Essays on Eurozone Unemployment at Record High as Inflation Drops Article

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The paper "Eurozone Unemployment at Record High as Inflation Drops" is a great example of a macro & microeconomics article.   By March 2013, the rate of unemployment in the Eurozone had hit a record high of 12.1%, from the figure recorded in February of 12%. Approximately 19.2 million people are presently unemployed in 17 countries. A total of 3.6 million youth in the Eurozone are also presently out of work. 59.1% of the youth in Greece and 55.9% in Spain were not employed by the end of January this year.

The good news is that inflation has dropped to the lowest in three years (BBC News 1). With reference to various economic concepts and theories, this discussion aims to provide an analysis of unemployment and inflation in the Eurozone. The discussion will focus on unemployment and inflation in the Eurozone in reference to the article titled “ Eurozone unemployment at a record high as inflation drops” Posted on 30 April 2013. Unemployment According to Susanto and Bundick, The rate of unemployment broadly refers to the percentage of the labor force that is out of work at a given time in an economy (5).

Labor force in this context refers to the aggregate number of employed and unemployed workers in an economy. People who are willing to work but have been unable to secure employment in the previous four weeks are referred to as discouraged workers. There are three categories of unemployment; frictional unemployment, structural unemployment and cyclical unemployment (Calfors and Drfill 78. Frictional unemployment Frictional unemployment refers to unemployment that is short-term and arises from processes of matching jobs with workers. A majority of the people in this category are college or university graduates and school leavers searching for their first job.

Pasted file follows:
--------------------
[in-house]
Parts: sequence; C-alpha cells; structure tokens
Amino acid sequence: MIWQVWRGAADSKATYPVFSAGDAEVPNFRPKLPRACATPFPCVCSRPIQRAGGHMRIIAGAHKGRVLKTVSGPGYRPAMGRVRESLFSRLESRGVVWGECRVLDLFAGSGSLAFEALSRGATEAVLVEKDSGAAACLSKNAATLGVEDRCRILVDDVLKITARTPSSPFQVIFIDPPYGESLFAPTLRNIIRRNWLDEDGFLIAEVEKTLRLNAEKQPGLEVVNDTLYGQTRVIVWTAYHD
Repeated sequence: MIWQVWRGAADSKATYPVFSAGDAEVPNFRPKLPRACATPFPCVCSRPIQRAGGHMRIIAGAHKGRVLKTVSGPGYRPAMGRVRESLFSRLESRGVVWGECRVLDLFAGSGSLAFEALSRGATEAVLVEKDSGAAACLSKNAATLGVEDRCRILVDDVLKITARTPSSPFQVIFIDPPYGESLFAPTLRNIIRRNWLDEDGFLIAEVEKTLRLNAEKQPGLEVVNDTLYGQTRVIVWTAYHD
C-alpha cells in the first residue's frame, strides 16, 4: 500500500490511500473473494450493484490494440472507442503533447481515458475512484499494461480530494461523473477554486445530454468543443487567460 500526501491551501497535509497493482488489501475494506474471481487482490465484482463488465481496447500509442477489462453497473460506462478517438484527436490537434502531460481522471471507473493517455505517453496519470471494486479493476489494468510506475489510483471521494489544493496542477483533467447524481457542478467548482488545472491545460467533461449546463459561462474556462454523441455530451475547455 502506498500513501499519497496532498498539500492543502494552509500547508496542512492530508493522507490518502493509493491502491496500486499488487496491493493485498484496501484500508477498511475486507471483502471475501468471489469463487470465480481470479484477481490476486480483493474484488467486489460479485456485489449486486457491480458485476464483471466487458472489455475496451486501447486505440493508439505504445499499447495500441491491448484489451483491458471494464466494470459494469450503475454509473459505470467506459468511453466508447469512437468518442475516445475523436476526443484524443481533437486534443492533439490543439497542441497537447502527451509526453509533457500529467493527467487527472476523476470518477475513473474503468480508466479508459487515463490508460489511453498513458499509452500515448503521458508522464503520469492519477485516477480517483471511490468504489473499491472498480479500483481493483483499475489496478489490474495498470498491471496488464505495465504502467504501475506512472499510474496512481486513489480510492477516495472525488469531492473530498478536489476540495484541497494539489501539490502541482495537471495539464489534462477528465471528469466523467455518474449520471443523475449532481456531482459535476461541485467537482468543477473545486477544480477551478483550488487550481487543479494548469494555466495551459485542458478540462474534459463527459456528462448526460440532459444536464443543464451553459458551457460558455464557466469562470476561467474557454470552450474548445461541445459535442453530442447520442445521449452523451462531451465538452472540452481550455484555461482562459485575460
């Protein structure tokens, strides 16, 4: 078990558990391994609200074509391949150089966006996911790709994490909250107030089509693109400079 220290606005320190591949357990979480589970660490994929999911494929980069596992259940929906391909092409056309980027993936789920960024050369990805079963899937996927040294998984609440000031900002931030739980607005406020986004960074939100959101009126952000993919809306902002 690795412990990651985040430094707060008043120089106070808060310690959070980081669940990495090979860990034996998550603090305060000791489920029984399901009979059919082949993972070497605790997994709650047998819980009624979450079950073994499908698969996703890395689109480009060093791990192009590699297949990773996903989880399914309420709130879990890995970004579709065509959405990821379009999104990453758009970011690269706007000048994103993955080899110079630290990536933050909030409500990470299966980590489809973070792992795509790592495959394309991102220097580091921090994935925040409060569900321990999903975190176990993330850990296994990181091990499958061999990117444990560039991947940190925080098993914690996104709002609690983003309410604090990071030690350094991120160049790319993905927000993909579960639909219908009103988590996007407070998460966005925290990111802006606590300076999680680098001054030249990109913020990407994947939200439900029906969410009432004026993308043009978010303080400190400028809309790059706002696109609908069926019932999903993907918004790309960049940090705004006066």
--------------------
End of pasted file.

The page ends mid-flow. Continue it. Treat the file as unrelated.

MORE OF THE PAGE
This category also includes those who have been absent and are getting back to their jobs, as well as people who lost or quit jobs and are searching for new ones (Bloom 31). Structural Unemployment Structural unemployment refers to unemployment that arises by persistent failure to correctly match the skills and qualities of workers with job requirements.

Works Cited

BBC News. Eurozone unemployment at record high as inflation drops. Retrieved on May 19, 2013 from

Baker, Scott. R., Nicholas Bloom, and Steven J. Davis. “Measuring Economic Policy Uncertainty.” Stanford University working paper, 2012.

Susanto, Basu and Bundick Brent. Uncertainty Shocks in a Model of Effective Demand.” Boston College working paper. 2011.

Blanchard, O. J., and Wolfers, J. The Role of Shocks and Institutions in the Rise of European Unemployment: The Aggregate Evidence,” The Economic Jornal, (2000). 11, 1-13

Bloom, Nicholas. “The Impact of Uncertainty Shocks.” Econometrica, 2009. 77(3), pp. 623–685.

Dong, Mei. Inflation and Variety, International Economic Review, forthcoming. (2010).

Lagos, Ricardo and Guillaume Rochetateau. Inflation, Output, and Welfare”, International economic Review, 2005, 46, (2) pp. 495-522

Leduc, Sylvain, and Zheng Liu. Uncertainty Shocks Are Aggregate Demand Shocks. FRB San Francisco Working Paper 2012-10. 2012.

Siebert. H. Labor Market Rigidities: At the Root of Unemployment in Europe,” Journal of Economic Perspectives, 11(3), 37-54.

Calfors, L., and Drfill J, J. Bargaining Structure, Corporatism and Macroeconomic Performance. Economic Policy, 6, 14-16

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